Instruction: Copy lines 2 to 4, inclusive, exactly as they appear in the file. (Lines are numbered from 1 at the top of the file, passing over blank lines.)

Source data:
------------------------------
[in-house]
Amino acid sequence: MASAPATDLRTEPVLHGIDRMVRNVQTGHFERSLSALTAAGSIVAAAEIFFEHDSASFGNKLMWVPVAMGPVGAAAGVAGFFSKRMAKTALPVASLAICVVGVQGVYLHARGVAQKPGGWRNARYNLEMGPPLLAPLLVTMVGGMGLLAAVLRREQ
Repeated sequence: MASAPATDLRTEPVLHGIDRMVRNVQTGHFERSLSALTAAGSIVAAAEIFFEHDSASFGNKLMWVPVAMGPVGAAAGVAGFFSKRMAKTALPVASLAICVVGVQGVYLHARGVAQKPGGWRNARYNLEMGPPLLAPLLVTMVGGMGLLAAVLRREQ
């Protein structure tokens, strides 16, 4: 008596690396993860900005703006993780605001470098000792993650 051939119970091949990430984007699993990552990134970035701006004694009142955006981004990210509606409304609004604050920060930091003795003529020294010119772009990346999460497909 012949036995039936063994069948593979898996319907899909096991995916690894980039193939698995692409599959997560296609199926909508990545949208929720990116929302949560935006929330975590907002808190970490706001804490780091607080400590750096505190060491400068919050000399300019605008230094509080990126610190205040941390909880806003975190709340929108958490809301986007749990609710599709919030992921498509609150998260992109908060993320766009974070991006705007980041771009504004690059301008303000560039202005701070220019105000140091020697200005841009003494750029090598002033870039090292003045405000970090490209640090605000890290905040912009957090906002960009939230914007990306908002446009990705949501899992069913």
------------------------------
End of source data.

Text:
Amino acid sequence: MASAPATDLRTEPVLHGIDRMVRNVQTGHFERSLSALTAAGSIVAAAEIFFEHDSASFGNKLMWVPVAMGPVGAAAGVAGFFSKRMAKTALPVASLAICVVGVQGVYLHARGVAQKPGGWRNARYNLEMGPPLLAPLLVTMVGGMGLLAAVLRREQ
Repeated sequence: MASAPATDLRTEPVLHGIDRMVRNVQTGHFERSLSALTAAGSIVAAAEIFFEHDSASFGNKLMWVPVAMGPVGAAAGVAGFFSKRMAKTALPVASLAICVVGVQGVYLHARGVAQKPGGWRNARYNLEMGPPLLAPLLVTMVGGMGLLAAVLRREQ
């Protein structure tokens, strides 16, 4: 008596690396993860900005703006993780605001470098000792993650 051939119970091949990430984007699993990552990134970035701006004694009142955006981004990210509606409304609004604050920060930091003795003529020294010119772009990346999460497909 012949036995039936063994069948593979898996319907899909096991995916690894980039193939698995692409599959997560296609199926909508990545949208929720990116929302949560935006929330975590907002808190970490706001804490780091607080400590750096505190060491400068919050000399300019605008230094509080990126610190205040941390909880806003975190709340929108958490809301986007749990609710599709919030992921498509609150998260992109908060993320766009974070991006705007980041771009504004690059301008303000560039202005701070220019105000140091020697200005841009003494750029090598002033870039090292003045405000970090490209640090605000890290905040912009957090906002960009939230914007990306908002446009990705949501899992069913």